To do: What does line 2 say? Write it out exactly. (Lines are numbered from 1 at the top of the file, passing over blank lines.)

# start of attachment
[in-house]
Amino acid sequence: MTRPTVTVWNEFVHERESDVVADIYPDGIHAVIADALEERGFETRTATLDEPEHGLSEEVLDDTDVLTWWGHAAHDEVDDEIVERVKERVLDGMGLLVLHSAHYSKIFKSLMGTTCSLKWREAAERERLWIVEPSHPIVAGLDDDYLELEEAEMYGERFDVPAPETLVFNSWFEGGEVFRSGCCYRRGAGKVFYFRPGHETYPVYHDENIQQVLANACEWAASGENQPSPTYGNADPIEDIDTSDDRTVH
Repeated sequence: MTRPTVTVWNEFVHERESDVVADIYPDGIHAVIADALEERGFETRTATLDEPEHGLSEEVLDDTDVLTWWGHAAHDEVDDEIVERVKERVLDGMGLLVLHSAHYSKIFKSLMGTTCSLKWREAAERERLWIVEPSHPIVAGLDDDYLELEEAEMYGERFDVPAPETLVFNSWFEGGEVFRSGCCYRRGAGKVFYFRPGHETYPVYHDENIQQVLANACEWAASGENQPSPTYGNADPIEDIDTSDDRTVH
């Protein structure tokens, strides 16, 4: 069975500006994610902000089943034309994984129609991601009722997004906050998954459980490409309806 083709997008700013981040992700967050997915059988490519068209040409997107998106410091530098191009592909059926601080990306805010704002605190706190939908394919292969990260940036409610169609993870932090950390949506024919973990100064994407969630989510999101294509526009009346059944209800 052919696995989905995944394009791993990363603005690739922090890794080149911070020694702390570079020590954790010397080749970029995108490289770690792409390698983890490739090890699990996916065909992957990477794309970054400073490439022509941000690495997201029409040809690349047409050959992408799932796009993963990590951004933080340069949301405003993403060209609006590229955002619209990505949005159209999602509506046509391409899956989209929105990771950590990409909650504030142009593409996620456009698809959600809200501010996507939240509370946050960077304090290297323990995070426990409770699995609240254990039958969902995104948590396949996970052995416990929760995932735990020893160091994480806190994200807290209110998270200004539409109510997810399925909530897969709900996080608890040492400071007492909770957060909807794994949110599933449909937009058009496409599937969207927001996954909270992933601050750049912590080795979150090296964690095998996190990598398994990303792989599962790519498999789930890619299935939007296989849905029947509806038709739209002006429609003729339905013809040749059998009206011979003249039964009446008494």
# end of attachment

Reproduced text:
Amino acid sequence: MTRPTVTVWNEFVHERESDVVADIYPDGIHAVIADALEERGFETRTATLDEPEHGLSEEVLDDTDVLTWWGHAAHDEVDDEIVERVKERVLDGMGLLVLHSAHYSKIFKSLMGTTCSLKWREAAERERLWIVEPSHPIVAGLDDDYLELEEAEMYGERFDVPAPETLVFNSWFEGGEVFRSGCCYRRGAGKVFYFRPGHETYPVYHDENIQQVLANACEWAASGENQPSPTYGNADPIEDIDTSDDRTVH